Assess the patient’s nutritional status, and make sure to ask the hard questions around any socioeconomic issues that the patient may have. Determine whether the wound has the potential to heal, and if not, how can you help to create a plan that will maintain comfort and quality of life? With these steps in mind, treating a recalcitrant wound doesn’t have to be a cause of stress in a clinician’s practice and in a patient’s life.
Becky received her BSN from the University of Vermont where, along with a love of nursing, she picked up a love of hiking and cross-country skiing. She moved to Massachusetts and started to work as a med-surg nurse at a busy Boston hospital. There, she found that she loved mentoring new nurses and returned to school to earn her MSN as an acute care clinical nurse specialist from the University of Massachusetts, Boston. She followed her love of teaching into the acute, sub-acute and university settings, but she found that she missed working directly with patients. She returned to school and earned her Post-Master's Family Nurse Practitioner Certification from Rivier University. It was shortly after this that Becky discovered her love for wound care. She worked part time in wound care and part time in family care while she earned her WCC certification. After several years, Becky decided to take her practice to the next level by opening her own LLC and is currently seeing patients for wound care and regenerative medicine. Becky's philosophy of “Never stop learning” has guided her in her practice and life. Her very supportive husband and daughter are her key inspirations to keep growing and trying new things. In her spare time, Becky loves traveling with her family, going on long walks with her dog, Echo, and reading historical and science fiction.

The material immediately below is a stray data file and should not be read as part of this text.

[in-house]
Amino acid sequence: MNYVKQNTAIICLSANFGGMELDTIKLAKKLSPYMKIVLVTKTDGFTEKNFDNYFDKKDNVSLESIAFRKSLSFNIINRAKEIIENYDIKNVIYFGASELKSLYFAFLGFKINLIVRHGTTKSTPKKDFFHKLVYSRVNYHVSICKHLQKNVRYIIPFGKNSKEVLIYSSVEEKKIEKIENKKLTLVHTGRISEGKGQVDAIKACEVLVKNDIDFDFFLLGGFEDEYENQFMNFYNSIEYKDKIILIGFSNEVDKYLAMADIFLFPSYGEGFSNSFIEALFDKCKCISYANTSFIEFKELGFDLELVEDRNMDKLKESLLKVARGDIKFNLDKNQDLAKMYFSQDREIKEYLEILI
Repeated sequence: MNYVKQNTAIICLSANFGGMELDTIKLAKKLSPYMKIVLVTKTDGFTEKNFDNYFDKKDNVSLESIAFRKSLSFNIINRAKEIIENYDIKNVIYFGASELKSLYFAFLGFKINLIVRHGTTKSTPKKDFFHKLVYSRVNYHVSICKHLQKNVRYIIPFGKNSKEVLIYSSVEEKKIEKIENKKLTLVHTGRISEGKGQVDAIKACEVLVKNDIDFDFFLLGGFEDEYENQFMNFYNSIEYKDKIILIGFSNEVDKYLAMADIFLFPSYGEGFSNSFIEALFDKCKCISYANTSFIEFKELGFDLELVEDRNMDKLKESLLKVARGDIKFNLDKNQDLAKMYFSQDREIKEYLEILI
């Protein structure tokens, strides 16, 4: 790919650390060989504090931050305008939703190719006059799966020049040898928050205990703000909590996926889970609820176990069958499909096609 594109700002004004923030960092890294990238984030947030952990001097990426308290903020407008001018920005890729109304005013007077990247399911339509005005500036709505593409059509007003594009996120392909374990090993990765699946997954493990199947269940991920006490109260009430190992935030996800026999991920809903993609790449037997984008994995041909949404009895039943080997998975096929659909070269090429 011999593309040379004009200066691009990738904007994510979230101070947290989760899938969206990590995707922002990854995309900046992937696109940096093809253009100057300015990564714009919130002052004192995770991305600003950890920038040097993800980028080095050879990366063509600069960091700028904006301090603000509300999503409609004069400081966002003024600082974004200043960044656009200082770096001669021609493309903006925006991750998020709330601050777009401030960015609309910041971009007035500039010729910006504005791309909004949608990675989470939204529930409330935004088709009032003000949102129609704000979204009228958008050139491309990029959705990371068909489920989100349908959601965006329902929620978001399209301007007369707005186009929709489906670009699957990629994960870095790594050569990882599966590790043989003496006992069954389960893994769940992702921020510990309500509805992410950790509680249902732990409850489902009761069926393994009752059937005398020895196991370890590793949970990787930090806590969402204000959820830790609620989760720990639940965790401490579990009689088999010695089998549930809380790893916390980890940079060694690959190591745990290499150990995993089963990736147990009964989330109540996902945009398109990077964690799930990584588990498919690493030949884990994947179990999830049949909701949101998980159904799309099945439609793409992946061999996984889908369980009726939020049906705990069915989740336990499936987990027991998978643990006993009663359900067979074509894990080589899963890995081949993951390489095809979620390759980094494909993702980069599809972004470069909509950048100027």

The views and opinions expressed in this blog are solely those of the author, and do not represent the views of WoundSource, HMP Global, its affiliates, or subsidiary companies.